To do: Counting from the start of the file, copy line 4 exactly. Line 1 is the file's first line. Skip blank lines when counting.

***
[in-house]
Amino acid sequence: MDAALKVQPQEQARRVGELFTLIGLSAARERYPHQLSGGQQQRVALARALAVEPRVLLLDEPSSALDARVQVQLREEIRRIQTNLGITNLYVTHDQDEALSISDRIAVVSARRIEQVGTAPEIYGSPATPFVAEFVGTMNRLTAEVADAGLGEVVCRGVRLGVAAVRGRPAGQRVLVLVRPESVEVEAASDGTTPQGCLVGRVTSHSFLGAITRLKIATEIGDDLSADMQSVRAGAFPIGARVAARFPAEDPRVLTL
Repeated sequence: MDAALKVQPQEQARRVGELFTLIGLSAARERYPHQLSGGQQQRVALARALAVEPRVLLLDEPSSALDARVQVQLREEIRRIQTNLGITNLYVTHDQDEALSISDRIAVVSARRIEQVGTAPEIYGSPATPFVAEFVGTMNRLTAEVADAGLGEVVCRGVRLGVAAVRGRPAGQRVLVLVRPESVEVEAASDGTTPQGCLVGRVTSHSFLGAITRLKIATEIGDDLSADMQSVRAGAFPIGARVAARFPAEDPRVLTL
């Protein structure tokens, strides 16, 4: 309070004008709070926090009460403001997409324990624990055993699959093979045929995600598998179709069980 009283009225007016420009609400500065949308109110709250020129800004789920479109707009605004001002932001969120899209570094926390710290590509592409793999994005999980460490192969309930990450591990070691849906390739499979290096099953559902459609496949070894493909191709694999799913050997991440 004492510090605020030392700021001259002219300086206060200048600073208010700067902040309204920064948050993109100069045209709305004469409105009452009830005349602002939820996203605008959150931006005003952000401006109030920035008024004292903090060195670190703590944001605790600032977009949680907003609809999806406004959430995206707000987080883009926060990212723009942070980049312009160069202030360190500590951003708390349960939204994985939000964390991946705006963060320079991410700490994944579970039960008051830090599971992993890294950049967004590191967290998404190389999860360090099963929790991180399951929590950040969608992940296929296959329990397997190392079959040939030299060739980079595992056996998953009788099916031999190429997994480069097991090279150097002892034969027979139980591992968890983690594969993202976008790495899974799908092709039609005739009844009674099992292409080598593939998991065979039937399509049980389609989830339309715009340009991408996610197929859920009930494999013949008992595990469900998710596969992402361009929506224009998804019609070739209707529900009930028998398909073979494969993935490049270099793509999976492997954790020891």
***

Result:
């Protein structure tokens, strides 16, 4: 309070004008709070926090009460403001997409324990624990055993699959093979045929995600598998179709069980 009283009225007016420009609400500065949308109110709250020129800004789920479109707009605004001002932001969120899209570094926390710290590509592409793999994005999980460490192969309930990450591990070691849906390739499979290096099953559902459609496949070894493909191709694999799913050997991440 004492510090605020030392700021001259002219300086206060200048600073208010700067902040309204920064948050993109100069045209709305004469409105009452009830005349602002939820996203605008959150931006005003952000401006109030920035008024004292903090060195670190703590944001605790600032977009949680907003609809999806406004959430995206707000987080883009926060990212723009942070980049312009160069202030360190500590951003708390349960939204994985939000964390991946705006963060320079991410700490994944579970039960008051830090599971992993890294950049967004590191967290998404190389999860360090099963929790991180399951929590950040969608992940296929296959329990397997190392079959040939030299060739980079595992056996998953009788099916031999190429997994480069097991090279150097002892034969027979139980591992968890983690594969993202976008790495899974799908092709039609005739009844009674099992292409080598593939998991065979039937399509049980389609989830339309715009340009991408996610197929859920009930494999013949008992595990469900998710596969992402361009929506224009998804019609070739209707529900009930028998398909073979494969993935490049270099793509999976492997954790020891």